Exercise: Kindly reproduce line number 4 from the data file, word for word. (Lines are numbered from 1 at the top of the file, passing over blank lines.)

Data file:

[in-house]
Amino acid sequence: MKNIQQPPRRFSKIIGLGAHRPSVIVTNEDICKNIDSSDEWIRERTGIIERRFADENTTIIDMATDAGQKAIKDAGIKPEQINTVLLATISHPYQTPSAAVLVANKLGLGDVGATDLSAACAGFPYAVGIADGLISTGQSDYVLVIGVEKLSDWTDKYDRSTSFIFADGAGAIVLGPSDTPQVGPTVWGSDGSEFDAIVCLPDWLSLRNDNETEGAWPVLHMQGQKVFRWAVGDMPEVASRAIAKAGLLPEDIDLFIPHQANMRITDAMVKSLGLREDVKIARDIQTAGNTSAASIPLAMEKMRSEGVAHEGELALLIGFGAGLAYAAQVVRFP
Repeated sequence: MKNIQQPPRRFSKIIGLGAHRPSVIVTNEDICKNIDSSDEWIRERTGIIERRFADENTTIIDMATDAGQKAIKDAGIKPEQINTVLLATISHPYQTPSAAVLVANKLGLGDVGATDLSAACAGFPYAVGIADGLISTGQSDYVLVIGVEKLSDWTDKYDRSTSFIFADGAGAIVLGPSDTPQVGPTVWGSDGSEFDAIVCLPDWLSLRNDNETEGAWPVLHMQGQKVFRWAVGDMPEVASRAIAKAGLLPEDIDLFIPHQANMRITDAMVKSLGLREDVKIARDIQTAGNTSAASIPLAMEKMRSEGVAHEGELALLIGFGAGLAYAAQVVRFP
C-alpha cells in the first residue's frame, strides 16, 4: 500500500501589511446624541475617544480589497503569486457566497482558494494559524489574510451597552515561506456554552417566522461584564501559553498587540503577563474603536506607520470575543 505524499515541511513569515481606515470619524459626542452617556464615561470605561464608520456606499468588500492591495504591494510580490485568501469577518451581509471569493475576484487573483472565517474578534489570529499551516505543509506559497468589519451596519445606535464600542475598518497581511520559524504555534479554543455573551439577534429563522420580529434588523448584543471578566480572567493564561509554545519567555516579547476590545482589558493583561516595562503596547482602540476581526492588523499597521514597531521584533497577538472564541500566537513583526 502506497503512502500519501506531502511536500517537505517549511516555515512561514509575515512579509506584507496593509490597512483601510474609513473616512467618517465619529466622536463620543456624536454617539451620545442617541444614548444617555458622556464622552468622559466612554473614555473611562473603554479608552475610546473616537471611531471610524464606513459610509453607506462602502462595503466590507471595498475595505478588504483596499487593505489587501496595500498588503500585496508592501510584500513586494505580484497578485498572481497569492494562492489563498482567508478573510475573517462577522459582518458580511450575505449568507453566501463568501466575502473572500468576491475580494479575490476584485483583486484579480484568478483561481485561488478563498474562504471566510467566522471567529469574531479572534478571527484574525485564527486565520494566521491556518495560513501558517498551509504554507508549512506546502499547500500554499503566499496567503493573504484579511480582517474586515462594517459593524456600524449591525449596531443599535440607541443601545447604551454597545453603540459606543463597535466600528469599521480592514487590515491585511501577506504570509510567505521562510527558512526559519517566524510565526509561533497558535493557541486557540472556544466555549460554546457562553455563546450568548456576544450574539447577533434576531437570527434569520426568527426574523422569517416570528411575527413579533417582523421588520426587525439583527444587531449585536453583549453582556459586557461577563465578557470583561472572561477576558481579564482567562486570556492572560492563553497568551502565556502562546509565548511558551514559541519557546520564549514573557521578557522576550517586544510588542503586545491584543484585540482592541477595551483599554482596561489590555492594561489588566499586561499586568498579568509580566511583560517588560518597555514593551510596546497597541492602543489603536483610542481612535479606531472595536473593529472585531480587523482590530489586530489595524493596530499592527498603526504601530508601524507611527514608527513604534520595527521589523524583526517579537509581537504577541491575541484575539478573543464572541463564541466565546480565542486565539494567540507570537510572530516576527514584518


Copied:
C-alpha cells in the first residue's frame, strides 16, 4: 500500500501589511446624541475617544480589497503569486457566497482558494494559524489574510451597552515561506456554552417566522461584564501559553498587540503577563474603536506607520470575543 505524499515541511513569515481606515470619524459626542452617556464615561470605561464608520456606499468588500492591495504591494510580490485568501469577518451581509471569493475576484487573483472565517474578534489570529499551516505543509506559497468589519451596519445606535464600542475598518497581511520559524504555534479554543455573551439577534429563522420580529434588523448584543471578566480572567493564561509554545519567555516579547476590545482589558493583561516595562503596547482602540476581526492588523499597521514597531521584533497577538472564541500566537513583526 502506497503512502500519501506531502511536500517537505517549511516555515512561514509575515512579509506584507496593509490597512483601510474609513473616512467618517465619529466622536463620543456624536454617539451620545442617541444614548444617555458622556464622552468622559466612554473614555473611562473603554479608552475610546473616537471611531471610524464606513459610509453607506462602502462595503466590507471595498475595505478588504483596499487593505489587501496595500498588503500585496508592501510584500513586494505580484497578485498572481497569492494562492489563498482567508478573510475573517462577522459582518458580511450575505449568507453566501463568501466575502473572500468576491475580494479575490476584485483583486484579480484568478483561481485561488478563498474562504471566510467566522471567529469574531479572534478571527484574525485564527486565520494566521491556518495560513501558517498551509504554507508549512506546502499547500500554499503566499496567503493573504484579511480582517474586515462594517459593524456600524449591525449596531443599535440607541443601545447604551454597545453603540459606543463597535466600528469599521480592514487590515491585511501577506504570509510567505521562510527558512526559519517566524510565526509561533497558535493557541486557540472556544466555549460554546457562553455563546450568548456576544450574539447577533434576531437570527434569520426568527426574523422569517416570528411575527413579533417582523421588520426587525439583527444587531449585536453583549453582556459586557461577563465578557470583561472572561477576558481579564482567562486570556492572560492563553497568551502565556502562546509565548511558551514559541519557546520564549514573557521578557522576550517586544510588542503586545491584543484585540482592541477595551483599554482596561489590555492594561489588566499586561499586568498579568509580566511583560517588560518597555514593551510596546497597541492602543489603536483610542481612535479606531472595536473593529472585531480587523482590530489586530489595524493596530499592527498603526504601530508601524507611527514608527513604534520595527521589523524583526517579537509581537504577541491575541484575539478573543464572541463564541466565546480565542486565539494567540507570537510572530516576527514584518